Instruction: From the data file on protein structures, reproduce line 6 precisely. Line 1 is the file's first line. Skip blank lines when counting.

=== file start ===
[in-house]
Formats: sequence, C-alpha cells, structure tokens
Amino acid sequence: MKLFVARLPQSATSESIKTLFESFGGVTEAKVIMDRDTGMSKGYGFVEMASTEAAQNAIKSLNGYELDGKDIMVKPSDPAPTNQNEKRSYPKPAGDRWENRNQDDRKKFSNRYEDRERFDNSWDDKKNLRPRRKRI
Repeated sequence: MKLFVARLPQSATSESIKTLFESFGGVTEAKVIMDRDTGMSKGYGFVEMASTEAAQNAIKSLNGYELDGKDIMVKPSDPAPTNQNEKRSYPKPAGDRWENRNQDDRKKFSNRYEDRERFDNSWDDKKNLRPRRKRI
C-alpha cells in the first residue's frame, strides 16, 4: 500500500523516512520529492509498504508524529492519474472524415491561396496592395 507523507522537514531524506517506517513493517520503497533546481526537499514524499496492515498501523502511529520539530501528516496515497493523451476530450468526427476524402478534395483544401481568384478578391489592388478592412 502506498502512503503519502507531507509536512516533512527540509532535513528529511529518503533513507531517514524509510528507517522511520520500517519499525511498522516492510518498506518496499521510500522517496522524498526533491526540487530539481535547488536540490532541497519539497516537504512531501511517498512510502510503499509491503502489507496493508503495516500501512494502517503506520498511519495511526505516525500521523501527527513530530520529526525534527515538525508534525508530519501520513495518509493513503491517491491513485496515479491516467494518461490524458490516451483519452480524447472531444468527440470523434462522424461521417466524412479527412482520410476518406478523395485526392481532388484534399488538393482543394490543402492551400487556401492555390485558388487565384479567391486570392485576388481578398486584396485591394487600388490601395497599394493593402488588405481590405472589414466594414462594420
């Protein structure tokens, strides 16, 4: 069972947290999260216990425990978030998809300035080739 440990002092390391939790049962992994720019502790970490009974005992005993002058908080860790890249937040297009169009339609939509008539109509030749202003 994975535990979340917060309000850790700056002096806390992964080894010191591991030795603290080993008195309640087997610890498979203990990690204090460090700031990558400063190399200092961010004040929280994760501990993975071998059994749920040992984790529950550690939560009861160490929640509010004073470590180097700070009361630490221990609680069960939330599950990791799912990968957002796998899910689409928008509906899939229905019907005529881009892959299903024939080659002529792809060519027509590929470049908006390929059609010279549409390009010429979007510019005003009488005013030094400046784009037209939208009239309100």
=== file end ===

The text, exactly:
């Protein structure tokens, strides 16, 4: 069972947290999260216990425990978030998809300035080739 440990002092390391939790049962992994720019502790970490009974005992005993002058908080860790890249937040297009169009339609939509008539109509030749202003 994975535990979340917060309000850790700056002096806390992964080894010191591991030795603290080993008195309640087997610890498979203990990690204090460090700031990558400063190399200092961010004040929280994760501990993975071998059994749920040992984790529950550690939560009861160490929640509010004073470590180097700070009361630490221990609680069960939330599950990791799912990968957002796998899910689409928008509906899939229905019907005529881009892959299903024939080659002529792809060519027509590929470049908006390929059609010279549409390009010429979007510019005003009488005013030094400046784009037209939208009239309100």